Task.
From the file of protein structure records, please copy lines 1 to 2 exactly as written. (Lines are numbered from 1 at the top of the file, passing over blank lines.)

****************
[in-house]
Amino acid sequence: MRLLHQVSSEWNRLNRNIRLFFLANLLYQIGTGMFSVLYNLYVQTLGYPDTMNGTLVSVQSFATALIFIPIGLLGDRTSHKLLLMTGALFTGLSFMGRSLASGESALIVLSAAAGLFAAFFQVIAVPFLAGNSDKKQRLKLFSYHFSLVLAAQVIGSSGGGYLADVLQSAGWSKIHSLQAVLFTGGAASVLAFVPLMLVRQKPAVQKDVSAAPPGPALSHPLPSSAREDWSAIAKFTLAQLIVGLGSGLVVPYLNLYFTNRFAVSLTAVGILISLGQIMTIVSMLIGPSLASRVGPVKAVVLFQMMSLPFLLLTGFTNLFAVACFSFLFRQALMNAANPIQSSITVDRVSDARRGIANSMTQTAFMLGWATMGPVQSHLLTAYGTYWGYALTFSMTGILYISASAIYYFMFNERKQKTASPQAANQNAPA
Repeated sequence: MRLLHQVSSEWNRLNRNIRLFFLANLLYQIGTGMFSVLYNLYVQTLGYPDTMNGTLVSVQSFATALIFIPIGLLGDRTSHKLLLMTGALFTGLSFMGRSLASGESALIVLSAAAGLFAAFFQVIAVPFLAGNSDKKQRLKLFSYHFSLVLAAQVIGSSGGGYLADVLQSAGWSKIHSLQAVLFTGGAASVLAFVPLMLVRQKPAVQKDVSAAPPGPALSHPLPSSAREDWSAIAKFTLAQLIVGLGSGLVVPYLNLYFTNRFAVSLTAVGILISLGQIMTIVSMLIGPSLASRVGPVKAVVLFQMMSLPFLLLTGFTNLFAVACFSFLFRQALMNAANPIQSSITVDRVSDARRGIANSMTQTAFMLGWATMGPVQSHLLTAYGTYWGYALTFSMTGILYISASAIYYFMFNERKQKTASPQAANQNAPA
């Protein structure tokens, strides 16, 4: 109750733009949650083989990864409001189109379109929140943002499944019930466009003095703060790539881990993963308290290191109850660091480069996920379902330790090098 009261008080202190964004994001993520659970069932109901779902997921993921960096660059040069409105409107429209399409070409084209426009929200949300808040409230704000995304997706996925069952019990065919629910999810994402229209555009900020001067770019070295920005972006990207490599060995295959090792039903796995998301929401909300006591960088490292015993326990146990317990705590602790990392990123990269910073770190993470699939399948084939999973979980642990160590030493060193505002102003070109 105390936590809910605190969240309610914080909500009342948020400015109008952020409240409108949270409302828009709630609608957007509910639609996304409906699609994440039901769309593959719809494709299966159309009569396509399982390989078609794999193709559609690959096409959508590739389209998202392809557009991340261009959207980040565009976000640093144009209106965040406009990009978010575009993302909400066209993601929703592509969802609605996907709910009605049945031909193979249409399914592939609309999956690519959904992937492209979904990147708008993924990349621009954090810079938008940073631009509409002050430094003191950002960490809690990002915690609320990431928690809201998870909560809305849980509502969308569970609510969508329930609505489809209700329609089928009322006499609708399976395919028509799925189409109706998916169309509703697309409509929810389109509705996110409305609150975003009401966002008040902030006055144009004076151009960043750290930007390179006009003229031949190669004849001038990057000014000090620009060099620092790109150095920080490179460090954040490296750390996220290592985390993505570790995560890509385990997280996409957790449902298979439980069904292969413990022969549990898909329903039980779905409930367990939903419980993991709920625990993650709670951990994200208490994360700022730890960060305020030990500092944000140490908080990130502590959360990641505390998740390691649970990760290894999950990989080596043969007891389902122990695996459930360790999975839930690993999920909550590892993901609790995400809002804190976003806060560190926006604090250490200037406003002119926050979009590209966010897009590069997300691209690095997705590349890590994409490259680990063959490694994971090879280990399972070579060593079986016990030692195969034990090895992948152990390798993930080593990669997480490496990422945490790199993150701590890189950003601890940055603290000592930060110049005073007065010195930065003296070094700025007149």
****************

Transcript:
[in-house]
Amino acid sequence: MRLLHQVSSEWNRLNRNIRLFFLANLLYQIGTGMFSVLYNLYVQTLGYPDTMNGTLVSVQSFATALIFIPIGLLGDRTSHKLLLMTGALFTGLSFMGRSLASGESALIVLSAAAGLFAAFFQVIAVPFLAGNSDKKQRLKLFSYHFSLVLAAQVIGSSGGGYLADVLQSAGWSKIHSLQAVLFTGGAASVLAFVPLMLVRQKPAVQKDVSAAPPGPALSHPLPSSAREDWSAIAKFTLAQLIVGLGSGLVVPYLNLYFTNRFAVSLTAVGILISLGQIMTIVSMLIGPSLASRVGPVKAVVLFQMMSLPFLLLTGFTNLFAVACFSFLFRQALMNAANPIQSSITVDRVSDARRGIANSMTQTAFMLGWATMGPVQSHLLTAYGTYWGYALTFSMTGILYISASAIYYFMFNERKQKTASPQAANQNAPA